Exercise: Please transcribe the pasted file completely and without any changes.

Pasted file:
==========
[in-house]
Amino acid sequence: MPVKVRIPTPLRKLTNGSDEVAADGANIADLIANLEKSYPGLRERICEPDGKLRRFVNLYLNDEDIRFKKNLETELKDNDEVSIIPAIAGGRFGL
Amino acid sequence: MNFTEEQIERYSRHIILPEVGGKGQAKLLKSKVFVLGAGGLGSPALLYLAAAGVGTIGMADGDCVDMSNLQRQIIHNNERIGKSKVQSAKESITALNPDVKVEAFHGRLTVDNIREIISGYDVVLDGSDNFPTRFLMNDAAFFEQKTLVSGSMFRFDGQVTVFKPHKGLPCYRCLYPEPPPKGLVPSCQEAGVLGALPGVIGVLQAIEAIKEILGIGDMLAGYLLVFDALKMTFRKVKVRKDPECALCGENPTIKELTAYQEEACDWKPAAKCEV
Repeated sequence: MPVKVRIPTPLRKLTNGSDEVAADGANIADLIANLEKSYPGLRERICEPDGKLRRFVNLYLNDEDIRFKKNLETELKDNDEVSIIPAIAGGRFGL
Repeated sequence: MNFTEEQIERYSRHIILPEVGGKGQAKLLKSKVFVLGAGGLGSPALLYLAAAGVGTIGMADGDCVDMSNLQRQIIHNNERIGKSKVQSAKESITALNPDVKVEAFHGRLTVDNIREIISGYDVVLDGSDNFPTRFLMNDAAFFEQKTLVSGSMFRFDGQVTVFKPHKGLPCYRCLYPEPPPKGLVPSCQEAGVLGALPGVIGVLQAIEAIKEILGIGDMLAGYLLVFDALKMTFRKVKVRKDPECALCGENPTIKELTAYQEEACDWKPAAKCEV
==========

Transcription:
[in-house]
Amino acid sequence: MPVKVRIPTPLRKLTNGSDEVAADGANIADLIANLEKSYPGLRERICEPDGKLRRFVNLYLNDEDIRFKKNLETELKDNDEVSIIPAIAGGRFGL
Amino acid sequence: MNFTEEQIERYSRHIILPEVGGKGQAKLLKSKVFVLGAGGLGSPALLYLAAAGVGTIGMADGDCVDMSNLQRQIIHNNERIGKSKVQSAKESITALNPDVKVEAFHGRLTVDNIREIISGYDVVLDGSDNFPTRFLMNDAAFFEQKTLVSGSMFRFDGQVTVFKPHKGLPCYRCLYPEPPPKGLVPSCQEAGVLGALPGVIGVLQAIEAIKEILGIGDMLAGYLLVFDALKMTFRKVKVRKDPECALCGENPTIKELTAYQEEACDWKPAAKCEV
Repeated sequence: MPVKVRIPTPLRKLTNGSDEVAADGANIADLIANLEKSYPGLRERICEPDGKLRRFVNLYLNDEDIRFKKNLETELKDNDEVSIIPAIAGGRFGL
Repeated sequence: MNFTEEQIERYSRHIILPEVGGKGQAKLLKSKVFVLGAGGLGSPALLYLAAAGVGTIGMADGDCVDMSNLQRQIIHNNERIGKSKVQSAKESITALNPDVKVEAFHGRLTVDNIREIISGYDVVLDGSDNFPTRFLMNDAAFFEQKTLVSGSMFRFDGQVTVFKPHKGLPCYRCLYPEPPPKGLVPSCQEAGVLGALPGVIGVLQAIEAIKEILGIGDMLAGYLLVFDALKMTFRKVKVRKDPECALCGENPTIKELTAYQEEACDWKPAAKCEV